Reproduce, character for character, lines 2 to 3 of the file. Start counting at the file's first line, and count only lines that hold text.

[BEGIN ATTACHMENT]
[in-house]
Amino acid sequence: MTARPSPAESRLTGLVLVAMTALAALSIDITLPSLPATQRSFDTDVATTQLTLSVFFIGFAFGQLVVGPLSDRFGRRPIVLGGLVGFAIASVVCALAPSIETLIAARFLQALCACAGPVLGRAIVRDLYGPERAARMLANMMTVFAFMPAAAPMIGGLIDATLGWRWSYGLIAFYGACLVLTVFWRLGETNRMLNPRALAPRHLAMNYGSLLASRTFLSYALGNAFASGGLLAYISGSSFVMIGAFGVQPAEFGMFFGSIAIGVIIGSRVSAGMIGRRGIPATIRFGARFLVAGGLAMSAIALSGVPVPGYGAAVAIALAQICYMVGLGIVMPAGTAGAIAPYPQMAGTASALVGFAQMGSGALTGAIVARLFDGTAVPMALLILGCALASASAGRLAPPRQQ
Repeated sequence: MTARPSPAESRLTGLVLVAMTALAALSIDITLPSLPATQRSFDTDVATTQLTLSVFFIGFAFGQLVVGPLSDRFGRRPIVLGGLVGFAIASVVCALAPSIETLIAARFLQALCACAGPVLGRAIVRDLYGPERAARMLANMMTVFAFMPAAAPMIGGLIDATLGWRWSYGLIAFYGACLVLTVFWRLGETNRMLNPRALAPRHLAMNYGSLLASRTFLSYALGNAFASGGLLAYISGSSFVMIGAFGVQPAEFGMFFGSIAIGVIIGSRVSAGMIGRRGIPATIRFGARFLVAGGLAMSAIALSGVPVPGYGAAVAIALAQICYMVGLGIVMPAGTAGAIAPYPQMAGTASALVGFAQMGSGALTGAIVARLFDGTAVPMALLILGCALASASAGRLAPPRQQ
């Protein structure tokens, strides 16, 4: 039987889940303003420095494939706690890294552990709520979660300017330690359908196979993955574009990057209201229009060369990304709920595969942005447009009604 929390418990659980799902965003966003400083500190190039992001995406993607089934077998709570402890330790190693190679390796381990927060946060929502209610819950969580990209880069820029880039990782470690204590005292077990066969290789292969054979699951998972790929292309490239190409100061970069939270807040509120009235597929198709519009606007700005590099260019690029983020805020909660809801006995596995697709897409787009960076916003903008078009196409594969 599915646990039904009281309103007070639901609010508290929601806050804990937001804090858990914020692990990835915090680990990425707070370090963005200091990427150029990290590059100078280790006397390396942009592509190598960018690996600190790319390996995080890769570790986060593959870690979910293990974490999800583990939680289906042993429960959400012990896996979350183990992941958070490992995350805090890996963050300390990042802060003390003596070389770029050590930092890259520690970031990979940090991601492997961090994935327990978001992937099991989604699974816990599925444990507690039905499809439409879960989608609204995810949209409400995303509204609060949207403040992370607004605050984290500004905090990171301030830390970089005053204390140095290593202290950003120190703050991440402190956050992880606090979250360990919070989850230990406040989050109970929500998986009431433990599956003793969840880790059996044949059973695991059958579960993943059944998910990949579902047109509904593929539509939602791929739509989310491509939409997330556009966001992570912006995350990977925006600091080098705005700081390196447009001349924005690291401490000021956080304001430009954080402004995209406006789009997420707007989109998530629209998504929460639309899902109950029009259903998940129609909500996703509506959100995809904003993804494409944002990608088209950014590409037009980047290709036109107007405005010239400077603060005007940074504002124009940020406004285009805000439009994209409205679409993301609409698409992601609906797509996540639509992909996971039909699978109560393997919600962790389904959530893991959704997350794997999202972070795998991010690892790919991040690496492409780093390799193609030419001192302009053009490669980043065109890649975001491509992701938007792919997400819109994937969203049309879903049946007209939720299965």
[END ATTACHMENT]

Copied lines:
Amino acid sequence: MTARPSPAESRLTGLVLVAMTALAALSIDITLPSLPATQRSFDTDVATTQLTLSVFFIGFAFGQLVVGPLSDRFGRRPIVLGGLVGFAIASVVCALAPSIETLIAARFLQALCACAGPVLGRAIVRDLYGPERAARMLANMMTVFAFMPAAAPMIGGLIDATLGWRWSYGLIAFYGACLVLTVFWRLGETNRMLNPRALAPRHLAMNYGSLLASRTFLSYALGNAFASGGLLAYISGSSFVMIGAFGVQPAEFGMFFGSIAIGVIIGSRVSAGMIGRRGIPATIRFGARFLVAGGLAMSAIALSGVPVPGYGAAVAIALAQICYMVGLGIVMPAGTAGAIAPYPQMAGTASALVGFAQMGSGALTGAIVARLFDGTAVPMALLILGCALASASAGRLAPPRQQ
Repeated sequence: MTARPSPAESRLTGLVLVAMTALAALSIDITLPSLPATQRSFDTDVATTQLTLSVFFIGFAFGQLVVGPLSDRFGRRPIVLGGLVGFAIASVVCALAPSIETLIAARFLQALCACAGPVLGRAIVRDLYGPERAARMLANMMTVFAFMPAAAPMIGGLIDATLGWRWSYGLIAFYGACLVLTVFWRLGETNRMLNPRALAPRHLAMNYGSLLASRTFLSYALGNAFASGGLLAYISGSSFVMIGAFGVQPAEFGMFFGSIAIGVIIGSRVSAGMIGRRGIPATIRFGARFLVAGGLAMSAIALSGVPVPGYGAAVAIALAQICYMVGLGIVMPAGTAGAIAPYPQMAGTASALVGFAQMGSGALTGAIVARLFDGTAVPMALLILGCALASASAGRLAPPRQQ